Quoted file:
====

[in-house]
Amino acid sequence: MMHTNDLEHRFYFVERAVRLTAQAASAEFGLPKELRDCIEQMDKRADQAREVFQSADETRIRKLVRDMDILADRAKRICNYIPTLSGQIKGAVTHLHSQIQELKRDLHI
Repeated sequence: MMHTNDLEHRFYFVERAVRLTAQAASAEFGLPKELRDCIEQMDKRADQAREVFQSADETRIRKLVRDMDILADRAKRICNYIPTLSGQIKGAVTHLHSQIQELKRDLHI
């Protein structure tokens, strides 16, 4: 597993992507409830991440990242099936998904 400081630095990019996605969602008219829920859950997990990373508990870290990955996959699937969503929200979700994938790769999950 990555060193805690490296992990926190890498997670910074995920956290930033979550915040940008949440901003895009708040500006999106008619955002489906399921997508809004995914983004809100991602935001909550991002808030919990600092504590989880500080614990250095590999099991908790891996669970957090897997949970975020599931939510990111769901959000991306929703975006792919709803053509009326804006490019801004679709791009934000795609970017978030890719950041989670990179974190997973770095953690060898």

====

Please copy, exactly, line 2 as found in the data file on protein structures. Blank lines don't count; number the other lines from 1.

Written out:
Amino acid sequence: MMHTNDLEHRFYFVERAVRLTAQAASAEFGLPKELRDCIEQMDKRADQAREVFQSADETRIRKLVRDMDILADRAKRICNYIPTLSGQIKGAVTHLHSQIQELKRDLHI